Favorite thing: As I mentioned earlier, ten trains a day deposited their passengers in Ennis when the railroad was at its peak.
Testifying to its reputation as a Wild West town, there were no less than thirteen saloons and six beer halls. Its list of citizens included the notorious Clyde Barrow of Bonnie and Clyde fame, while other outlaw gangs frequented the area.
The railroad was instrumental in creating the town, which developed as an agricultural, commercial and eventually an industrial center. Cotton was shipped on the rails.
People moving here from the South and the East looked to the fertile soil, railroad and other opportunities. One of the first Eastern European immigrants settling here was Jacob Shebasta (1873), hailing from Czechoslovakia. Others followed in his footsteps and its Czech heritage grew.
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Ennis Historic District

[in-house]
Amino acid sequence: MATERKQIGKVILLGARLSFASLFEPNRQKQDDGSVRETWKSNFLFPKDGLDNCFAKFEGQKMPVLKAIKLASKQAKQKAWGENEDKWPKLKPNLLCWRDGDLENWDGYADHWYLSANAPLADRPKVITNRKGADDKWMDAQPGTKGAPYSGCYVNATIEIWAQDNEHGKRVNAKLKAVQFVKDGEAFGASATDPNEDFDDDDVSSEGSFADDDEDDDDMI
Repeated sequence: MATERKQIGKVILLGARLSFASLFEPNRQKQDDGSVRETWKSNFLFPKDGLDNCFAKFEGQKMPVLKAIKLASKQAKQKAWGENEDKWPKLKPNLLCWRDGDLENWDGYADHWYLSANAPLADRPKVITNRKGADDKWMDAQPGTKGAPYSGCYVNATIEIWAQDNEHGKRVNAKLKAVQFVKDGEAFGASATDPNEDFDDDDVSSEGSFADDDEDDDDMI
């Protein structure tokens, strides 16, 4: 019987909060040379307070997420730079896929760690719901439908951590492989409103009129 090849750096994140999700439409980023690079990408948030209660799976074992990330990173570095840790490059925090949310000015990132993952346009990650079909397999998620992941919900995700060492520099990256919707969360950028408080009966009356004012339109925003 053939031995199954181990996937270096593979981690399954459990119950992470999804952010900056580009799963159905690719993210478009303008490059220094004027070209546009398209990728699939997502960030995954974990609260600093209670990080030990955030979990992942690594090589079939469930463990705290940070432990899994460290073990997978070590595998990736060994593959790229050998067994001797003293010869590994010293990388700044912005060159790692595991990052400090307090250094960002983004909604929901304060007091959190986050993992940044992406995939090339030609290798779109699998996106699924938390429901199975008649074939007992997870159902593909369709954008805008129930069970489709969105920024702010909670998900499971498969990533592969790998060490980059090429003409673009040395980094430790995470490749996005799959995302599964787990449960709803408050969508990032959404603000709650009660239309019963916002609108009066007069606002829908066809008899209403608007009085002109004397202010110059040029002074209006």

Favorite thing: As we walked along some of Ennis' red brick streets we noticed the classic style architecture of the Ennis National Bank, established in 1883. It sits in the center of the of town's historic district.
Ennis is similar to many towns in that it's historic district was almost lost to progress and a yard fire which grew out of control in the 1940's.
By the 1950's older residents could not keep up with the maintainence their homes required. Newer businesses came into the area, tearing down former dwellings to make way for expansion.
A breath of fresh air came in 1977 in the form of the Main Street Program, a means to improve the condition of small towns throughout Texas. Funds were available through the government to fix decaying sidewalks and improve sewage. Ennis began refurbishing in 1981 to 'preserve the remaining historic assets' of the town.
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